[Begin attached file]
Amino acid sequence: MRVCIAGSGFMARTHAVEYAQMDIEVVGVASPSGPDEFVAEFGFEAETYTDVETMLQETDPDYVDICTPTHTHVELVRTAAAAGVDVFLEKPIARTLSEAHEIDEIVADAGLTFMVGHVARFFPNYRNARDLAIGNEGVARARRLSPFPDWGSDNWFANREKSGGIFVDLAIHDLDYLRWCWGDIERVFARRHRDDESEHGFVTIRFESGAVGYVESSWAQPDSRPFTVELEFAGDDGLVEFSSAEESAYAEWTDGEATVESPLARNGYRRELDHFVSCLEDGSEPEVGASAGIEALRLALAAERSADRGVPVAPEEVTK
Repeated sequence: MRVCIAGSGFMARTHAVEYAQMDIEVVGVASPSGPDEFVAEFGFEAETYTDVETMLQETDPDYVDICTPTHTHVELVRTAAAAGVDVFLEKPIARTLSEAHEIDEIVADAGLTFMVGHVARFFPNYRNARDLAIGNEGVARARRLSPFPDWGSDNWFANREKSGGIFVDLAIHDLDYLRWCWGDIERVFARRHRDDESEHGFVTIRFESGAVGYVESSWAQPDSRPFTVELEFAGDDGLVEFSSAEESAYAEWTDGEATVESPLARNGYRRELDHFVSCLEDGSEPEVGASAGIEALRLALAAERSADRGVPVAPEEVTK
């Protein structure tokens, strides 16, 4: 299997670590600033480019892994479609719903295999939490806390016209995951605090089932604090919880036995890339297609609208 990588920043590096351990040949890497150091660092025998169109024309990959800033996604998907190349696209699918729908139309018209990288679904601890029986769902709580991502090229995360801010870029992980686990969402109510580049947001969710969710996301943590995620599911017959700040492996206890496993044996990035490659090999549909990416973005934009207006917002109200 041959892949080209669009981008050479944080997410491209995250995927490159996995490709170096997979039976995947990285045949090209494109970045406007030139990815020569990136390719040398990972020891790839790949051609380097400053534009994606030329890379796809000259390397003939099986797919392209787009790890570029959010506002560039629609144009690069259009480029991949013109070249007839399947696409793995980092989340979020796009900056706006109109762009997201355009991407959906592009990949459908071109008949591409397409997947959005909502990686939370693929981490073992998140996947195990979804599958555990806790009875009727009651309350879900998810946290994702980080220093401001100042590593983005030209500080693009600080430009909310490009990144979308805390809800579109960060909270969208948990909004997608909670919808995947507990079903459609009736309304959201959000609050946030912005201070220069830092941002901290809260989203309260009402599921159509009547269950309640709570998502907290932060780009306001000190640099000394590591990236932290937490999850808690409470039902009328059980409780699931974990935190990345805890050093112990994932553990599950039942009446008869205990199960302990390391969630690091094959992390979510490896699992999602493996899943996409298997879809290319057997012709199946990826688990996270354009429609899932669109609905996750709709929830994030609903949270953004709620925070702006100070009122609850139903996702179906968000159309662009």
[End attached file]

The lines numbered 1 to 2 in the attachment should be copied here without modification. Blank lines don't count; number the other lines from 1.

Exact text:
Amino acid sequence: MRVCIAGSGFMARTHAVEYAQMDIEVVGVASPSGPDEFVAEFGFEAETYTDVETMLQETDPDYVDICTPTHTHVELVRTAAAAGVDVFLEKPIARTLSEAHEIDEIVADAGLTFMVGHVARFFPNYRNARDLAIGNEGVARARRLSPFPDWGSDNWFANREKSGGIFVDLAIHDLDYLRWCWGDIERVFARRHRDDESEHGFVTIRFESGAVGYVESSWAQPDSRPFTVELEFAGDDGLVEFSSAEESAYAEWTDGEATVESPLARNGYRRELDHFVSCLEDGSEPEVGASAGIEALRLALAAERSADRGVPVAPEEVTK
Repeated sequence: MRVCIAGSGFMARTHAVEYAQMDIEVVGVASPSGPDEFVAEFGFEAETYTDVETMLQETDPDYVDICTPTHTHVELVRTAAAAGVDVFLEKPIARTLSEAHEIDEIVADAGLTFMVGHVARFFPNYRNARDLAIGNEGVARARRLSPFPDWGSDNWFANREKSGGIFVDLAIHDLDYLRWCWGDIERVFARRHRDDESEHGFVTIRFESGAVGYVESSWAQPDSRPFTVELEFAGDDGLVEFSSAEESAYAEWTDGEATVESPLARNGYRRELDHFVSCLEDGSEPEVGASAGIEALRLALAAERSADRGVPVAPEEVTK